As part of an ongoing environmental audit, the Philippines has already closed 10 mines and may close several more, affecting the price of nickel. Here, a worker uses the tapping process to separate nickel ore from other elements at a nickel processing plant in Sorowako, South Sulawesi Province, Indonesia, March 1, 2012. REUTERS/Yusuf Ahmad

The Philippines could suspend at least 10 more mines under an environmental crackdown on the sector, the minister in charge of mining said, in a move that threatens to halt the operations of half the mines in the world's top supplier of nickel ore.

Global nickel prices jumped 2 percent as the country's second-biggest nickel producer warned that more new stoppages would disrupt shipments to the crucial Chinese market and elsewhere. President Rodrigo Duterte has taken a tough line on the industry and warned the nation could survive without mining, while mineral producers have labeled a review of the sector a "demolition campaign".

The Philippines has already halted the operations of 10 mines, eight of them nickel producers, for environmental lapses since it launched an audit on July 8. That has left 30 mines still operating, but Environment and Natural Resources Secretary Regina Lopez said others could be suspended when the agency releases the results of the mining audit on Thursday.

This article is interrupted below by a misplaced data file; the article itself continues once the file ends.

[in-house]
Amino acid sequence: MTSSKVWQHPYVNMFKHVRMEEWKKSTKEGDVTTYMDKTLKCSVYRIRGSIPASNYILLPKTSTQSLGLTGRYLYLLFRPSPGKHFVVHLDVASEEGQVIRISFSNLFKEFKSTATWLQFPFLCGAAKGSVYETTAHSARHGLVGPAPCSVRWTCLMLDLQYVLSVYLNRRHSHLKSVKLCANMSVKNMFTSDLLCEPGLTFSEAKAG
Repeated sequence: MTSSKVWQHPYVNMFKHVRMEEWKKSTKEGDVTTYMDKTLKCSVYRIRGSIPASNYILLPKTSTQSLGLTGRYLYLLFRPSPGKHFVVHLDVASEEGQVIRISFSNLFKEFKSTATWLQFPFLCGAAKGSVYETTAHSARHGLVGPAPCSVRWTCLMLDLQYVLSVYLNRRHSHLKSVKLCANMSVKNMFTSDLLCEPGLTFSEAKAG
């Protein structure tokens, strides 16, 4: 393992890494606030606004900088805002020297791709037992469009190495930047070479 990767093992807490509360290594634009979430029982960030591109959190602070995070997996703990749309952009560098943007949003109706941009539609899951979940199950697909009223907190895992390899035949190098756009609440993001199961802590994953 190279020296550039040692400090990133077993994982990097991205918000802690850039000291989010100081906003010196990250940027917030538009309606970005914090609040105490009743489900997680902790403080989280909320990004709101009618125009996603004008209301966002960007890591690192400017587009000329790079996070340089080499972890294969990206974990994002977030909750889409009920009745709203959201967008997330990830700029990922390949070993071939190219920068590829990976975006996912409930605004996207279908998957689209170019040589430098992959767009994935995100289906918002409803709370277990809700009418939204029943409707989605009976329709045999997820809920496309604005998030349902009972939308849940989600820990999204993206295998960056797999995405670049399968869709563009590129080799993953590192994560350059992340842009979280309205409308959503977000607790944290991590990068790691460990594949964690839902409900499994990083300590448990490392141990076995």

Asked if a further 10 or more mines could be suspended, Lopez said in a text message: "Yes possible."

"We are coming clean here. For decades we have turned a blind eye to the suffering of our people. Not anymore," she said, adding that any decision to halt mines would follow the law.

Lopez, a committed environmentalist picked by Duterte to promote responsible mining, has said miners have to upgrade their operations to limit harm to the environment and local communities.

"They just need to get their act together," Lopez said in the text message.


Dante Bravo, president of Global Ferronickel Holdings Inc, the Philippines' No. 2 nickel producer, said further suspensions would hit shipments.

"Definitely, these suspensions would disrupt supply of nickel ore not only to China but to other markets as well," said Bravo, who expects his company to pass the mining audit.

Bravo said nickel miners, many located in the southern Mindanao island, are also expected to halt operations in October due to the rainy season. "Hence, we would be seeing minimal exports toward the end of the year."

Past environmental disasters, including a 1996 tailings leak at a copper mine in central Marinduque province that contaminated rivers, have spurred mining opponents in the Philippines led by the influential Catholic Church. Miners, however, have questioned the inclusion of anti-mining activists in the audit teams.

The mine closures and the risk of more being shuttered had lifted three-month nickel on the London Metal Exchange to a one-year high of $11,030 a ton on Aug. 10. Prices have since eased, but the metal climbed 2 percent on Monday to $9,915 a ton at 02:45 a.m. EDT. It has gained 12 percent this year.

The Philippines is the biggest supplier of nickel ore to China, where the metal is used to make stainless steel. The Southeast Asian country shipped 34 million tons to Beijing last year, while exports this year have dropped 27 percent in January-July.